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1

This is an instance in which German is actually logical. Die Menschen verändern normalerweise die Welt. Welche Menschen? Die Menschen, die verrückt genug sind, verändern normalerweise die Welt. In welchem Sinn verrückt genug? Die Menschen, die verrückt genug, um zu glauben, sind, verändern normalerweise die Welt. Was zu glauben? Die ...


1

I agree with @Vogel612 that the "um"-clause is a bit clumsy; however, for the sake of completeness it should be mentioned that the correct form with "um" would be: Die Menschen, die verrückt genug sind, um zu glauben, dass sie die Welt verändern können, verändern für gewöhnlich die Welt. So, you only missed the comma before dass and you applied a ...


4

In this case the latter sentence is the more correct one. I'd translate differently, though: Die Menschen, die verrückt genug sind zu glauben, dass sie die Welt verändern können, verändern normalerweise die Welt. This is a slight simplification over your sentence. You made it additionally difficult by introducing another subclause through "um". ...


0

Q1: Welcher Tag war am vergangenen Montag? Q2: Welcher Tag ist am kommenden Montag? Q3: Wie viele Montag gibt es? (I don't really understand that question...) Q4: Wie viele Tage hat der Jänner? Q5: Welcher Tag ist der 15. Jan.? I don't understand the last question... Maybe: Q6: Welches Datum hat der übernächste Montag?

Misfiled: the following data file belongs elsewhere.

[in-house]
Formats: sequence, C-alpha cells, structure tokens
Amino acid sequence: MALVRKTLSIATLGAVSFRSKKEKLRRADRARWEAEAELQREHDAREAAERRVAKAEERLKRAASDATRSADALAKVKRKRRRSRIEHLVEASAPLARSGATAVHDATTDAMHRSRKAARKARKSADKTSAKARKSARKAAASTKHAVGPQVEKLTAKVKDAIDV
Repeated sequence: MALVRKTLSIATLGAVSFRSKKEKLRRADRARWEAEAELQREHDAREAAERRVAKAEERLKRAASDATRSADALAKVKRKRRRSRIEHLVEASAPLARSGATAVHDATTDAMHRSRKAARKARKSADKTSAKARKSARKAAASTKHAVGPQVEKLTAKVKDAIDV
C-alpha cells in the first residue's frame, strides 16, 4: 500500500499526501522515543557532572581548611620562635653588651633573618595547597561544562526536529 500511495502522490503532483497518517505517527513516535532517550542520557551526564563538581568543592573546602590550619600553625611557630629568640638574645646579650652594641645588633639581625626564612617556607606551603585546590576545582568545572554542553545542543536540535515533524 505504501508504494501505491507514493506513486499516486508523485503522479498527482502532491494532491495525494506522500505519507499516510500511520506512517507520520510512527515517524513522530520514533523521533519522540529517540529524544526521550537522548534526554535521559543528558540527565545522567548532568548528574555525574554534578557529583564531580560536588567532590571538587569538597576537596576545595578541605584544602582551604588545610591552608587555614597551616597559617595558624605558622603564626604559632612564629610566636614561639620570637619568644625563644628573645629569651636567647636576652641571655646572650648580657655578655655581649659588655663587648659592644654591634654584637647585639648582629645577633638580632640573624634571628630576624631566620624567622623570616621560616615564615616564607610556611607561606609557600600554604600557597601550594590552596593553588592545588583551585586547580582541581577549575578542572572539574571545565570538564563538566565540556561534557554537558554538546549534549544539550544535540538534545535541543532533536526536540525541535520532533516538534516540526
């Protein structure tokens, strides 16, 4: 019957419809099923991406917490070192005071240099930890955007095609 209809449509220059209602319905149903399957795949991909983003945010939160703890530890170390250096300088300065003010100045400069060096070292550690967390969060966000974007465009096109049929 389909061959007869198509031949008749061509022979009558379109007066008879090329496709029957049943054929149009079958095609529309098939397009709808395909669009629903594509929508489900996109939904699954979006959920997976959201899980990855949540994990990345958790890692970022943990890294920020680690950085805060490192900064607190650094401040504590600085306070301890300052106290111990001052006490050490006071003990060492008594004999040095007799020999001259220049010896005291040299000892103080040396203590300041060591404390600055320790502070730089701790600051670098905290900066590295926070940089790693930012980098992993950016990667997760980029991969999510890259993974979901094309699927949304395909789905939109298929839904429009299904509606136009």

1

Q1: Today is Jan. 15. What date was last Monday? Q1 Translated: Heute ist der 15. Januar. Welches Datum hatten wir letzten Montag? Q2: Today is Jan. 15. What date is next Monday? Q2 Translated: Heute ist der 15. Januar. Welches Datum ist am kommenden Montag? Q3: What do you mean? How many Mondays are in one full year? If yes: Q3: How many ...


0

Ergänzend erwähnt sei noch, dass dict.cc "to ask each in turn" als "reihum fragen" übersetzt. Darauf basierend eine mögliche Variante für deinen Satz: Reihum stellen die beiden Spieler sich gegenseitig eine beliebige Frage. Reihum stellen die Spieler einem anderen Spieler eine beliebige Frage.


2

English version here. Im Kontext von (Brett-)Spielen spricht man auch vom "Zug". Du bist am Zug! heißt, dass man dran ist. Es wird üblicherweise bei Spielen benutzt, bei denen man tatsächlich Dinge bewegt (zieht), z. B. Figuren oder Karten. Der Begriff wird aber auch breiter verwendet¹. Die zweite Hälfte deines Beispiels würde ich so übersetzen: ...


8